Now, later, we’ll find out that Saar eventually does visit the continent, but I was interested in finding out that this work came before the visit. Similar to Cornell’s signature work, Saar’s Africa, 1968, is housed neatly in a box – not as neat and confined as Cornell’s boxes. Saar’s is a little freer. It breathes as it displays what looks like Kente cloth, an African tribesman and a split toy elephant. It feels like the beginning of a conversation. Perhaps, it is just a short conversation… an expression of a brief thought. I’ve only seen pictures of the assemblage and the lid of this work eludes me. One day I’ll see it in person. Until then, if anyone has actually seen it in person, let me know what’s on the lid. Thank you in advance.
“Legends in Blue, 2020,” Also Exhibited at Gardner (of course it is)
April 19, 2023
You already know the artist whose work I’m about to discuss. Betye Saar – of course. Betye Saar’s “Legends in Blue, 2020,” a 10 in. x 10 in. assemblage is currently on display at the Isabella Stewart Gardner Museum as part of the “Heart of a Wanderer” exhibition.
EVERYBODY knows that Saar is known for her unique style and use of found objects. “Legends in Blue, 2020” is some next-level monochromatic spiritual vision – an interpretation – of an alter to sacred symbology. The piece is a mishmash of toys, fabrics, and trinkets, all arranged in a way that somehow makes sense.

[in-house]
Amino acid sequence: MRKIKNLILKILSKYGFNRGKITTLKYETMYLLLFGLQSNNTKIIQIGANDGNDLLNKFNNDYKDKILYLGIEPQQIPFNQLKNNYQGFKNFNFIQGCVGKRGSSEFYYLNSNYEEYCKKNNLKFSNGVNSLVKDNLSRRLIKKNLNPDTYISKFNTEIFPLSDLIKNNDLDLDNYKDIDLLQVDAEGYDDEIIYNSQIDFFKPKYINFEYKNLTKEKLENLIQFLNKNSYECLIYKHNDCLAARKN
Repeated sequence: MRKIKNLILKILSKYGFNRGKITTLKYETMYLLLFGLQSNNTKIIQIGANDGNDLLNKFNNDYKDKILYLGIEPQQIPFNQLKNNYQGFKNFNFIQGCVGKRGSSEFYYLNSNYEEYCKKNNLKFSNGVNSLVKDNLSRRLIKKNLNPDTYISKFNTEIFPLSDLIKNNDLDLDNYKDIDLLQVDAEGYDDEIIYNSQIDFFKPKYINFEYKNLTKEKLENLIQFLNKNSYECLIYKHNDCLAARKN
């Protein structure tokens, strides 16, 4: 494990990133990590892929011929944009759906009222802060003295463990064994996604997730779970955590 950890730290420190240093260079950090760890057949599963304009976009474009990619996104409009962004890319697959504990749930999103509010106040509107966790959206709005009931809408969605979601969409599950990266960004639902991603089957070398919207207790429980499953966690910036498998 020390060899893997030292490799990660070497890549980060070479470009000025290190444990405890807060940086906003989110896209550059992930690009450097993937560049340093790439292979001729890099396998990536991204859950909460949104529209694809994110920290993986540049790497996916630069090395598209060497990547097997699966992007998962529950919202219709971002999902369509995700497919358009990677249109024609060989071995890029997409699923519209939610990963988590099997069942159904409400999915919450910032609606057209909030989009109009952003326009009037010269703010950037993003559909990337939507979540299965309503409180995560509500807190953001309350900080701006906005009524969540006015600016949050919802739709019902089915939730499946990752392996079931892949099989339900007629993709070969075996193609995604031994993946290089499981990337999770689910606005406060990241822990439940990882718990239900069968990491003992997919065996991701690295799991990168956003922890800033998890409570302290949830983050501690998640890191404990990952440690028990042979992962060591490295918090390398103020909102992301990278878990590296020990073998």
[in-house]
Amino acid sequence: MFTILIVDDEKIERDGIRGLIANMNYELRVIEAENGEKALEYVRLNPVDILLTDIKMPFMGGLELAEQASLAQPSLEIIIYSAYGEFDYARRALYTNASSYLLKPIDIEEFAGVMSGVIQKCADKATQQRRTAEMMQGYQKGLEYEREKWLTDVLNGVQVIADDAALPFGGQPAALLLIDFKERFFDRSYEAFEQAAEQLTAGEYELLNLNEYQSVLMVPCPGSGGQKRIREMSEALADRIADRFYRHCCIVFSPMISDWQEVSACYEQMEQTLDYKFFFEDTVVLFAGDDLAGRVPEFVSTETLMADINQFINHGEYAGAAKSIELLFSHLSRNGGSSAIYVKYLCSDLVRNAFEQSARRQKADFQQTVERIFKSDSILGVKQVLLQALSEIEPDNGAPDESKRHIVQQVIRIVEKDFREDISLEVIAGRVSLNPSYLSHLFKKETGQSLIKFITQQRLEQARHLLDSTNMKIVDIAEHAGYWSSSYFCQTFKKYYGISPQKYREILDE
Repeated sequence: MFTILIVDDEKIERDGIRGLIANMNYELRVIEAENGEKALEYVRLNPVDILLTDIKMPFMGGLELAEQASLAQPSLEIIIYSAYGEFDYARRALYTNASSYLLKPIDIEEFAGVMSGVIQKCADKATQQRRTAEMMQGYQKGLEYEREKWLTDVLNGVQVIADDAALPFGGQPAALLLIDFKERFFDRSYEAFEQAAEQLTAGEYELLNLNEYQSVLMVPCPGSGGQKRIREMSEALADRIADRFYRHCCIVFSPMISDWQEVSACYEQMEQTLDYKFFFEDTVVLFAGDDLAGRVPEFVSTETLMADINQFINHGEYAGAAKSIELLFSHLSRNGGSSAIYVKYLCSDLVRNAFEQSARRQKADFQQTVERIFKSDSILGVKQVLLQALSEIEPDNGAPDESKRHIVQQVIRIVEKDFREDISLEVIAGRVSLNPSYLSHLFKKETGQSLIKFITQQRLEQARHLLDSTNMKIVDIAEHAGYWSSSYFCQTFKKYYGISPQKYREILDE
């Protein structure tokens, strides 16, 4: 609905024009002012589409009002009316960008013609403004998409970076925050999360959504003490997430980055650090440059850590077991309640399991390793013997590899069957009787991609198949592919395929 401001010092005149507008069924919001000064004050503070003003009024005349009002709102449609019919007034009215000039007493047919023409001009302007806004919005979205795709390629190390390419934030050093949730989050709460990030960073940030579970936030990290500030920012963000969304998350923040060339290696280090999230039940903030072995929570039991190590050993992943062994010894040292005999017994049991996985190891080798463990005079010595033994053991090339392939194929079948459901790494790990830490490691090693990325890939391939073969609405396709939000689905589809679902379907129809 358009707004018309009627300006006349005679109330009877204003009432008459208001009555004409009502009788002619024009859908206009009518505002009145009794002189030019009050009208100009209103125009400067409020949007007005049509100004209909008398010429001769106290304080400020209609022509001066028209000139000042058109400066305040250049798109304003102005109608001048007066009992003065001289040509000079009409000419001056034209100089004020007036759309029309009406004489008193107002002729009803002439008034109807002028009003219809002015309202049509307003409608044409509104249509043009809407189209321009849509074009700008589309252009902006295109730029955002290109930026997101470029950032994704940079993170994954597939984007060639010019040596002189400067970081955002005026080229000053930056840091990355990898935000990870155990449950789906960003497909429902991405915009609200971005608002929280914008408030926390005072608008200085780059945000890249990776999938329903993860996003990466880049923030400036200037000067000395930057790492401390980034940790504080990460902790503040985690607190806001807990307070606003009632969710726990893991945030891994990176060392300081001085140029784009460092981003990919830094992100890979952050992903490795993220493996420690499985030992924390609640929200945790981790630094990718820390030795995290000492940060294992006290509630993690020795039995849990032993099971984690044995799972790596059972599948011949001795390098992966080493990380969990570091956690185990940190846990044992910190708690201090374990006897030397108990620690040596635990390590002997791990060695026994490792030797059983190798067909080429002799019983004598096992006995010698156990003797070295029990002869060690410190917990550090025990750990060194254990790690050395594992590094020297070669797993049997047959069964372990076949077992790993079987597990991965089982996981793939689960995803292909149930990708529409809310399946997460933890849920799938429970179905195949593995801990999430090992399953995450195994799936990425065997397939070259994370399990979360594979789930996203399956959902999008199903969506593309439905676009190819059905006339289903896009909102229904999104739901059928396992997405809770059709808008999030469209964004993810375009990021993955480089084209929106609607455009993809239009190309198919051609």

In a 2020 New York Times magazine article titled, “A Spiritual Study in Blue,” Saar stated that she started this work in December 2019 in her studio in Laurel Canyon, and completed it in January 2020.
Saar herself, described the work in the following way: “In my studio, I have objects sorted by color (red, blue, brown, etc.), material (wood, metal) or by shape. I started with the central figure, which is a clay or stone sarcophagus I found in a trinket store in Egypt. From this central point I then built out the work. The two Buddhas flanking the sarcophagus I bought in Little Tokyo here in Los Angeles and later painted blue. The two scarabs were given to me by a friend who also likes to collect interesting objects. The centered blue bottle — I think it’s an Evening in Paris perfume bottle. The two all-seeing mystic eyes I made from wood pieces found at a local craft store and then painted. The background is a mixed-media paper collage embedded with feathers. Sometimes, I use game pieces — like dice or dominoes — to represent chance or fate and suggest how we are players in the game of life.”